Local Conservation Fund Feature Project: Northern Leopard Frogs
The Kootenay Conservation Program (KCP), in partnership with the Regional District of East Kootenay (RDEK) and Regional District of Central Kootenay (RDCK), provide funding for projects that benefit conservation in the area from Spillimacheen to Canal Flats through the Columbia Valley Local Conservation Fund (CVLCF) and in the rural areas around Kootenay Lake through the Kootenay Lake Local Conservation Fund (KLLCF). The purpose of these funds is to provide local financial support for important projects that will contribute to the conservation of our valuable natural areas; one step towards restoring and preserving a healthy environment.
This month’s Local Conservation Fund feature project is Reintroducing Northern Leopard Frogs to the Columbia marshes by the Columbia Wetland Stewardship Partners. Project partners include the BC Ministry of Environment, FWCP, and Calgary Zoo.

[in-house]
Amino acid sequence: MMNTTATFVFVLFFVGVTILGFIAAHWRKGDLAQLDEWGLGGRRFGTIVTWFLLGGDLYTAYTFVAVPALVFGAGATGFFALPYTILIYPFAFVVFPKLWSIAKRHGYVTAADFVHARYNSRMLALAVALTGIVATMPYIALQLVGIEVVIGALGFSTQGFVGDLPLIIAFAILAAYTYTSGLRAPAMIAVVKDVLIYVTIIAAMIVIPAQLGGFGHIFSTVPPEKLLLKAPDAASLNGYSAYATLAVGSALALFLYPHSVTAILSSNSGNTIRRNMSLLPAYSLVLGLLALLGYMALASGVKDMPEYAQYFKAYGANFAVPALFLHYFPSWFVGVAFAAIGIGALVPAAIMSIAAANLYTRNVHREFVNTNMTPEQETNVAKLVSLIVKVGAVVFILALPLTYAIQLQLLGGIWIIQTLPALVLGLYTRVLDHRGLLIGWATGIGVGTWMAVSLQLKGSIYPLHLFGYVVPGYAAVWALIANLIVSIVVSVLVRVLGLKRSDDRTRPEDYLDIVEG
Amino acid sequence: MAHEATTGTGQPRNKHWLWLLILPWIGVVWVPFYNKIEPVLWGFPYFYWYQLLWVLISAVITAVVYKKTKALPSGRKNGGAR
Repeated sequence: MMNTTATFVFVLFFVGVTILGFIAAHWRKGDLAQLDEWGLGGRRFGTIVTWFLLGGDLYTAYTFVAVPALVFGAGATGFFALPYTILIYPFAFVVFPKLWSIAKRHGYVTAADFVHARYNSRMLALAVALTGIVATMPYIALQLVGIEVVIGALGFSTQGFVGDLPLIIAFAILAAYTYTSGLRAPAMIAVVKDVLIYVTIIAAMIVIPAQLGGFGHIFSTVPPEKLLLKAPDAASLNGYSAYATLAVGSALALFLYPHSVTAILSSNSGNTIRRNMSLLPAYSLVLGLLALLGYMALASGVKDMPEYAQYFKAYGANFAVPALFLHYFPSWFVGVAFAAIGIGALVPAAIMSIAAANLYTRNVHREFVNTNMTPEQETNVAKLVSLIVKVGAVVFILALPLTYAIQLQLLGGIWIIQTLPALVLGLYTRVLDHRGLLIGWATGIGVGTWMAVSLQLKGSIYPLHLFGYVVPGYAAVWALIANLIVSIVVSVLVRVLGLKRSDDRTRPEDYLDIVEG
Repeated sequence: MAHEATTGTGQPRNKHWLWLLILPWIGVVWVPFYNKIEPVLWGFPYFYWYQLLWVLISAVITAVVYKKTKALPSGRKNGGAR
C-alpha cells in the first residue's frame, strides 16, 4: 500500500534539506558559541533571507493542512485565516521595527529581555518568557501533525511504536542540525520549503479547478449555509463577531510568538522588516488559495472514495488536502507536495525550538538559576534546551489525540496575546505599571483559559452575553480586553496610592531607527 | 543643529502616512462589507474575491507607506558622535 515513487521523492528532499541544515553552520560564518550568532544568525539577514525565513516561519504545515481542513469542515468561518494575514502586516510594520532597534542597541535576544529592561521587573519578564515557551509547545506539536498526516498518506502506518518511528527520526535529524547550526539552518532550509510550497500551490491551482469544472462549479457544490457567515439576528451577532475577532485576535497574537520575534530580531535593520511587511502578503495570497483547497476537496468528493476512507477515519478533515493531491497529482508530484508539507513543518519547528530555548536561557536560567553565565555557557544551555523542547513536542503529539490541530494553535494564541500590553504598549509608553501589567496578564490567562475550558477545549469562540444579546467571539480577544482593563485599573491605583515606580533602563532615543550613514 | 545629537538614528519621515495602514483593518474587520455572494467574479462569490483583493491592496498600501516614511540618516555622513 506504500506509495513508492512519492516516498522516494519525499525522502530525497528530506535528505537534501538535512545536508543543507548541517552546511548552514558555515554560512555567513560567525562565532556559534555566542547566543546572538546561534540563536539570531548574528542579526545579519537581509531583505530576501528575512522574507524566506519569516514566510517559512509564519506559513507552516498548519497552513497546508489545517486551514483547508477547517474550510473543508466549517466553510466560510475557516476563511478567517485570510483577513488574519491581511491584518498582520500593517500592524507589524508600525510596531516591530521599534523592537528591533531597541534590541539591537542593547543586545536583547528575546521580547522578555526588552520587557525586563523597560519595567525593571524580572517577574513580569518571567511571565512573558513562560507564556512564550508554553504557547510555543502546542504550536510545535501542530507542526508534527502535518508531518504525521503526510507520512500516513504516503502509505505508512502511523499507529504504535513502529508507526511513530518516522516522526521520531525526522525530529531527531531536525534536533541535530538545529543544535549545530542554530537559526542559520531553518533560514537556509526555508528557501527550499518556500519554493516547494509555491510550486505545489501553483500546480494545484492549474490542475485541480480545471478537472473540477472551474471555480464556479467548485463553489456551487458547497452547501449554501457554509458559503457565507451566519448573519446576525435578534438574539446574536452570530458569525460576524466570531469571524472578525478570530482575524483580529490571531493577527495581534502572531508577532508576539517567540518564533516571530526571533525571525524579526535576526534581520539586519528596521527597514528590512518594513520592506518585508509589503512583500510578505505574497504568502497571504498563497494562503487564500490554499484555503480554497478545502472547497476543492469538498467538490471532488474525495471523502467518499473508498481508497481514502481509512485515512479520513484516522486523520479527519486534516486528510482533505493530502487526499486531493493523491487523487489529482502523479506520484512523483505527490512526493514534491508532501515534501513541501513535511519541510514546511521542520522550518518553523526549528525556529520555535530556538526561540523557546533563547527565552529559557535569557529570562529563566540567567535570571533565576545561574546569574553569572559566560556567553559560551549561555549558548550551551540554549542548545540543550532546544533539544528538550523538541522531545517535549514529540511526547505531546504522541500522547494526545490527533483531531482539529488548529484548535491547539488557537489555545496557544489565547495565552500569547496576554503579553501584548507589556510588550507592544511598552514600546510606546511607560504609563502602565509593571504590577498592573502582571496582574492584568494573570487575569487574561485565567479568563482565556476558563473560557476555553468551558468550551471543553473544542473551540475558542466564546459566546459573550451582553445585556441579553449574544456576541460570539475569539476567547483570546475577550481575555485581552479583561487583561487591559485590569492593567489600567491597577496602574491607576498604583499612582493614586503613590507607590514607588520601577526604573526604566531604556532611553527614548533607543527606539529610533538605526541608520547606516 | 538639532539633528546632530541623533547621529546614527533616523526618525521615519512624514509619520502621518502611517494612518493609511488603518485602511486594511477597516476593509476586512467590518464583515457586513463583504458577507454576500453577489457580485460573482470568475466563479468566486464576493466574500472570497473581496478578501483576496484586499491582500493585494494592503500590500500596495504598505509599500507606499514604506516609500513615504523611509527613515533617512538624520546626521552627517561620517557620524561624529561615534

Although northern leopard frogs (Lithobates pipiens) were historically widespread in the Columbia marshes, this species experienced a catastrophic decline in the western parts of its range, persisting only in the Creston Valley Wildlife Management Area. The Rocky Mountain population of northern leopard frog is considered federally Endangered and reintroduction to historic range is a high priority action leading to species’ recovery.
This project aims to reintroduce northern leopard frogs into the Columbia Wetlands near Brisco. From 2013 to 2016, approximately 4,000 leopard frog tadpoles that were bred in captivity at the Vancouver Aquarium, as well as over 10,000 tadpoles taken from the wild at Creston, were released at the Brisco site. Follow- up surveys have shown that the tadpoles have survived each year and successfully metamorphosed into froglets.
The re-establishment of northern leopard frogs in their historic range in the Columbia Wetlands has great conservation value – biodiversity of the wetlands is now once again richer than prior to the reintroduction. It is expected that, with the continued conservation actions of monitoring and augmentation, the leopard frog will once again be widespread.